In Luke 13:1-5, Jesus was told of Galileans whom Pilate had executed. Considering Jesus’ response, it seems the people expected Him to wax eloquent about how sinful the ones killed had been. That was why they suffered. At the same time, it seems the people also expected Him to say how innocent they must have been because nothing like that had happened to them.
However, Jesus said neither of those things. Rather, He turned this whole story around on the people. “Do you think these Galileans were worse sinners than all the other Galileans, because they suffered in this way? No, I tell you; but unless you repent, you will all likewise perish.” The people who died were not worse offenders. They were all offenders. The death of some Galileans was not a reason for other Galileans to say, “Look at me, I must be better because that hasn’t happened to me.” Rather, Jesus claimed that was an occasion to say, “I better look at me, because if I don’t bring my life under God’s control, that will happen to me too.”
This story is on my mind because of Steve McNair’s murder on July 4. I know it has been several weeks, but the story has played on my mind, especially with the scandal surrounding it. One newspaper headlined the story with: “Steve McNair’s death brings other side of his life to light.” Apparently, this iconic football star with great connections in the community, a seemingly good marriage, and four children had some sin struggles. Ultimately, those sins killed him in a very literal and physical way.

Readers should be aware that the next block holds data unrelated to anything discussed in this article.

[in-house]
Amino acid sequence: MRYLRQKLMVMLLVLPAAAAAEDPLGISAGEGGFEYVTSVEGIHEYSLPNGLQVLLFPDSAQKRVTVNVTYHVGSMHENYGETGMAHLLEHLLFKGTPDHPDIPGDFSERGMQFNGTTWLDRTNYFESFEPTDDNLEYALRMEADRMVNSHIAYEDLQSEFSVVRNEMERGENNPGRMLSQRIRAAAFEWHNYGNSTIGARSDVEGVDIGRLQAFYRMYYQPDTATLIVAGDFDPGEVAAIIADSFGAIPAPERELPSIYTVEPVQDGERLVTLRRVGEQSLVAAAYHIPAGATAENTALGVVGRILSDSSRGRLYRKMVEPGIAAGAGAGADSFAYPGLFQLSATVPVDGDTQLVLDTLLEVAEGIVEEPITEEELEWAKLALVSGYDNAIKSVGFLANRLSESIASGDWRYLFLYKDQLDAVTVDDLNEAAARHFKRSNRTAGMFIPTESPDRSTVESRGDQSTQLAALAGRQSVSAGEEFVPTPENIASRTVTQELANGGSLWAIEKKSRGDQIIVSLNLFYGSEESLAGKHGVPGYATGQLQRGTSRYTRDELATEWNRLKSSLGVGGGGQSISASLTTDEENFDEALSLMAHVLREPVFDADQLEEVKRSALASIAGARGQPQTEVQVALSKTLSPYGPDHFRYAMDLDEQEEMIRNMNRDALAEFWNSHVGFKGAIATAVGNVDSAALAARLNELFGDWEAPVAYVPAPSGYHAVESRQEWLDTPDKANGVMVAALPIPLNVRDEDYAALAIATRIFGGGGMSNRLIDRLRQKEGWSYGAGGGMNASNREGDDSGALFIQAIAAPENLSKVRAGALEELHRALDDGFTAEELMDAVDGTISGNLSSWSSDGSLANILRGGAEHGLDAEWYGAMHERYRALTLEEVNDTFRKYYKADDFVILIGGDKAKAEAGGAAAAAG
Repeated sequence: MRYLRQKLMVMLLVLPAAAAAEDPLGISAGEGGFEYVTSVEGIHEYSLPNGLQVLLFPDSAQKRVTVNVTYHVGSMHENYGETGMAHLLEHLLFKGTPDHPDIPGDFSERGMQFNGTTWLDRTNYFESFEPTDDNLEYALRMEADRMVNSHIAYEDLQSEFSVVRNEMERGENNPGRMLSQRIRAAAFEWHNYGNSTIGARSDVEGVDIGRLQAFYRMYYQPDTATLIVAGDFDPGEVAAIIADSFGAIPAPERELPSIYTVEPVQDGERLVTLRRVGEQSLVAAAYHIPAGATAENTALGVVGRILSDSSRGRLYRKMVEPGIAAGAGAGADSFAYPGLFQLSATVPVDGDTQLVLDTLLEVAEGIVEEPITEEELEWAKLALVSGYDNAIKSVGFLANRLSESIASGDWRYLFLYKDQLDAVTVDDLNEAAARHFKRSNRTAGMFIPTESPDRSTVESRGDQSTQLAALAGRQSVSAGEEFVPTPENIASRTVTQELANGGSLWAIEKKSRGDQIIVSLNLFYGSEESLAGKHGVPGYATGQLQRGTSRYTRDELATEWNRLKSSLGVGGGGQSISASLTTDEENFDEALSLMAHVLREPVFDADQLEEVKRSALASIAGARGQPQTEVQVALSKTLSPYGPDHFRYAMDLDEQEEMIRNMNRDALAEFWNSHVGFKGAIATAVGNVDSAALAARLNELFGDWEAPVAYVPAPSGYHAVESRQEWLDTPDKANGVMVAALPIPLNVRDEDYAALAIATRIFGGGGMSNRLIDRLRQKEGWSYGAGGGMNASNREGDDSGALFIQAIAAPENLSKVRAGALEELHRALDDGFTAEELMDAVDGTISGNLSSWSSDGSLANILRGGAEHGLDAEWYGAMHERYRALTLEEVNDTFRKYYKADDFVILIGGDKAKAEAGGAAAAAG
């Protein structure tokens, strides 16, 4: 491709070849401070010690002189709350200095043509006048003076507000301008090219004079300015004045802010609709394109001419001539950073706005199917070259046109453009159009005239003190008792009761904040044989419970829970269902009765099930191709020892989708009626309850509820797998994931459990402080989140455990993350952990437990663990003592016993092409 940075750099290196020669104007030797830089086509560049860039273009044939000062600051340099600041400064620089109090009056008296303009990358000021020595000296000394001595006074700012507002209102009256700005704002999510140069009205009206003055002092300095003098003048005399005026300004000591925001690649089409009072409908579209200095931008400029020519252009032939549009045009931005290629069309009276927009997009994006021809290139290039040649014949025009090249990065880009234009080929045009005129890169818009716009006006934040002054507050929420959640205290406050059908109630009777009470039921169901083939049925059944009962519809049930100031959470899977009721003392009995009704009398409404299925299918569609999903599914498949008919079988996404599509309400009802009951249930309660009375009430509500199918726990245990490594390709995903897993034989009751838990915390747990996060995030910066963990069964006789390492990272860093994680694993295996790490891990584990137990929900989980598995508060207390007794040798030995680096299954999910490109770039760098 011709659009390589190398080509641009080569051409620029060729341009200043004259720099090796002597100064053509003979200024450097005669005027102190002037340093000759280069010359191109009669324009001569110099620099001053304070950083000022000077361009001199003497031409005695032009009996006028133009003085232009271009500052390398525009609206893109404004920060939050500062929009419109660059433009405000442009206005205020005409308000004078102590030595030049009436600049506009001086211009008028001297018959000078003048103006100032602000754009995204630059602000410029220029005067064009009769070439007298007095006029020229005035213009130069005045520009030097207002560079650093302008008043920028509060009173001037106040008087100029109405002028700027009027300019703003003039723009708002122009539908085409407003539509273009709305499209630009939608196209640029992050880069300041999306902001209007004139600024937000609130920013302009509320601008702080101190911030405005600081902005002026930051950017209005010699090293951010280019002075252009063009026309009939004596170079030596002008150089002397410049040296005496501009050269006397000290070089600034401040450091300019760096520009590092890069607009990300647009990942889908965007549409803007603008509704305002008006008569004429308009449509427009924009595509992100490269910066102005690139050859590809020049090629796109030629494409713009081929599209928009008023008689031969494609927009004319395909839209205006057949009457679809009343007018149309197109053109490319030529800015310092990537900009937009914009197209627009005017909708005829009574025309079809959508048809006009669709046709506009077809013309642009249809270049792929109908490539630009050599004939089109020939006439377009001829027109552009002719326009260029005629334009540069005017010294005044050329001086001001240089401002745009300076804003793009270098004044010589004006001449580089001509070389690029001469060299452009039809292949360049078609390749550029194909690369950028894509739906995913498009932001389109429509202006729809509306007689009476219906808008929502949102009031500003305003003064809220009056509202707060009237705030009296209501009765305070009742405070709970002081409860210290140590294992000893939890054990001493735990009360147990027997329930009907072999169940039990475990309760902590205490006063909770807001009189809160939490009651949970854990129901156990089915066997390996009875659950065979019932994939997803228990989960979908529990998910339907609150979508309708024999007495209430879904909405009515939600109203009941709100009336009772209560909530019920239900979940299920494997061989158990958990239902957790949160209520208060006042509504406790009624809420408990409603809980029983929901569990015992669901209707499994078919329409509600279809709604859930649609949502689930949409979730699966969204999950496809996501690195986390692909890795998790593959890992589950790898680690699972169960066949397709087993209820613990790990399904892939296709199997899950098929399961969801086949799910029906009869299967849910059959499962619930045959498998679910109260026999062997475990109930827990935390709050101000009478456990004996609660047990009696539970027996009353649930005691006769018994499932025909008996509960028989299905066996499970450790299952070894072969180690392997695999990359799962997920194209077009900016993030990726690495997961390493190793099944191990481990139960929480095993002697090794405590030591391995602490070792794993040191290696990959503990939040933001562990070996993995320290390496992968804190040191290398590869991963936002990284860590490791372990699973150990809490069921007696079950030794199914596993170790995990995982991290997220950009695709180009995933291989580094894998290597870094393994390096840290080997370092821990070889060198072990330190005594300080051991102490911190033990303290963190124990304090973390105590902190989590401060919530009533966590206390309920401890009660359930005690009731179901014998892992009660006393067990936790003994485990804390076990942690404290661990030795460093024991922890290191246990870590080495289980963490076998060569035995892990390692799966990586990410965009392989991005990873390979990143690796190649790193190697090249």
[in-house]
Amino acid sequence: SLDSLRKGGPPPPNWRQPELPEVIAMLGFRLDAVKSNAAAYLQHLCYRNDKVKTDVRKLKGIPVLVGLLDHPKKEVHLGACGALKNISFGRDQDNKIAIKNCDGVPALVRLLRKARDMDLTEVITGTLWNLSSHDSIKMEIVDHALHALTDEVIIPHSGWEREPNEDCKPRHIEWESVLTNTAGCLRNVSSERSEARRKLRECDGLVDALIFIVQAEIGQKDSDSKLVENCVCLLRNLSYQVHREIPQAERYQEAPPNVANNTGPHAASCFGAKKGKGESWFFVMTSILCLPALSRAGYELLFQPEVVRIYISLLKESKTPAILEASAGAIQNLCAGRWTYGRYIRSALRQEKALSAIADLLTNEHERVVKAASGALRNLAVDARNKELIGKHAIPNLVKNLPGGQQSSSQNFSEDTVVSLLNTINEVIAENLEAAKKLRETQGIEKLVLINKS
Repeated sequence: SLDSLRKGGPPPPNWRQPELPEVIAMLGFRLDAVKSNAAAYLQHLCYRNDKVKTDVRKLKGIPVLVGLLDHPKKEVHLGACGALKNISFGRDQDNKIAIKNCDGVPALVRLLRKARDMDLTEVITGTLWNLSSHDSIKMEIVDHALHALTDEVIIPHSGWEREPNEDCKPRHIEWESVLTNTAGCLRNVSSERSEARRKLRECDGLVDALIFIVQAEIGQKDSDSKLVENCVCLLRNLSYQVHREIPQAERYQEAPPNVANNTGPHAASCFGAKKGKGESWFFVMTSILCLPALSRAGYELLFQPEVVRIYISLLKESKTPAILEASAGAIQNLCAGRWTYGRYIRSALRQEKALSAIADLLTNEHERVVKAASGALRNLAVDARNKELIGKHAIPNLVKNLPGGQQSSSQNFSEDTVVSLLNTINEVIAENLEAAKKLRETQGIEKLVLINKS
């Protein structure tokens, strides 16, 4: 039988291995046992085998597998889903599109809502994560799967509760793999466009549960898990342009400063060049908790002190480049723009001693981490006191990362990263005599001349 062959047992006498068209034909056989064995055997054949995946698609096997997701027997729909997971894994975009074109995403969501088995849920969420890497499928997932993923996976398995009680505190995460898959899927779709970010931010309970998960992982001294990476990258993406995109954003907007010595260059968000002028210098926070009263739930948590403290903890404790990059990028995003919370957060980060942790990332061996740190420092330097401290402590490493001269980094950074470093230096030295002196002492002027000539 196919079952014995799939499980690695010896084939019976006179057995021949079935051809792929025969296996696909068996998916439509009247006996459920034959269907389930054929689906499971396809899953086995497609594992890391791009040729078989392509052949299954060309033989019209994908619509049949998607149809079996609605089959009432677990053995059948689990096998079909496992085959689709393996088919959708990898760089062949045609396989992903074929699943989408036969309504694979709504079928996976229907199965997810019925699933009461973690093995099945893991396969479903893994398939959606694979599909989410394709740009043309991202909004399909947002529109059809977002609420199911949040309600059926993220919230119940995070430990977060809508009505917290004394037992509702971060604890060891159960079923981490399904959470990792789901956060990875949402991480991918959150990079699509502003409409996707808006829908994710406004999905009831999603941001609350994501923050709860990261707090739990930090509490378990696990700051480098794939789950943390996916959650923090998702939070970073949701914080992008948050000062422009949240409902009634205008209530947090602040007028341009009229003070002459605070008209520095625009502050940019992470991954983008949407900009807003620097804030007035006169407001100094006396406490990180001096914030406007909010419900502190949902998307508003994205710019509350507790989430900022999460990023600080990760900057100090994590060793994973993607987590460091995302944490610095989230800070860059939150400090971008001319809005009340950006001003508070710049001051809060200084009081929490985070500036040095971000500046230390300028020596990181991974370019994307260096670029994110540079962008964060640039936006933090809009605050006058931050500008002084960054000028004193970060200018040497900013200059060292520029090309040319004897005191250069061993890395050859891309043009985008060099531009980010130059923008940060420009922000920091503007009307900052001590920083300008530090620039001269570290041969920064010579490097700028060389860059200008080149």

Sadly, most people view this story the same way the Jews did the executed Galileans and the folks on whom the tower of Siloam fell. Some have expressed shock. No doubt, some have suggested all high profile people are “like that.” Some have expressed disappointment. But the attention has all been focused on this “other side” of his life.
If Jesus were here and we said, “Hey, did you hear Steve McNair was shot by a girl he was having an affair with?” I believe He would say to us, “Do you think McNair was a worse sinner than all other Tennesseans because he suffered in this way? No, I tell you; but unless you repent, you will all likewise perish.”
Here is the point. Sin kills. Your sins kill. Whether you think they are small or great, your sins will lead right to this same point. Perhaps not to be murdered by a girlfriend. But they will lead to your death, if not physically, at least spiritually. Romans 6:23 says, “The wages of sin is death.” Romans 7:11 says, “For sin, seizing an opportunity through the commandment, deceived me and through it killed me.”
That is what sin does. That is what sin does to everyone. We sometimes like to make ourselves feel better when we can point to someone who has done worse or suffered worse consequences. But these stories should not cause us to be arrogant; they should humble us before God. For, unless we repent, we shall all likewise perish.